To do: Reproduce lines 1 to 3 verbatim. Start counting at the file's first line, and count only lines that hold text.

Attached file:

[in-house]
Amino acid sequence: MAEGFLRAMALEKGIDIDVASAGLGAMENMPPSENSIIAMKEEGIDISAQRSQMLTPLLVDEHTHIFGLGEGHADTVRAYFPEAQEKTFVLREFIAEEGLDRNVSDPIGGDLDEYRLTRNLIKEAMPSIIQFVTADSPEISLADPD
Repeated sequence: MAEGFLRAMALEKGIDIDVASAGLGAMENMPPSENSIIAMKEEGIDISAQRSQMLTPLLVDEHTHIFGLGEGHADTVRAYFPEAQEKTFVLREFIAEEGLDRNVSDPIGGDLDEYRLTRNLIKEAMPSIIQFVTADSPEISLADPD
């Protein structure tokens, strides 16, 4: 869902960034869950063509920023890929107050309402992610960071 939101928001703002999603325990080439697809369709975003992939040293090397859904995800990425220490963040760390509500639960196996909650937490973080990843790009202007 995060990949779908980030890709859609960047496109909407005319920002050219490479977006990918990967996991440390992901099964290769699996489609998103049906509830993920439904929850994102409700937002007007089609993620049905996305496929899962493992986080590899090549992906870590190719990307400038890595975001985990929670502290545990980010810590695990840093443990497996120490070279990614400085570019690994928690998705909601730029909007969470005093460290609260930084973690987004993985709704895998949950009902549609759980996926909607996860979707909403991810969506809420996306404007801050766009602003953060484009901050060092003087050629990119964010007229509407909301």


[in-house]
Amino acid sequence: MAEGFLRAMALEKGIDIDVASAGLGAMENMPPSENSIIAMKEEGIDISAQRSQMLTPLLVDEHTHIFGLGEGHADTVRAYFPEAQEKTFVLREFIAEEGLDRNVSDPIGGDLDEYRLTRNLIKEAMPSIIQFVTADSPEISLADPD
Repeated sequence: MAEGFLRAMALEKGIDIDVASAGLGAMENMPPSENSIIAMKEEGIDISAQRSQMLTPLLVDEHTHIFGLGEGHADTVRAYFPEAQEKTFVLREFIAEEGLDRNVSDPIGGDLDEYRLTRNLIKEAMPSIIQFVTADSPEISLADPD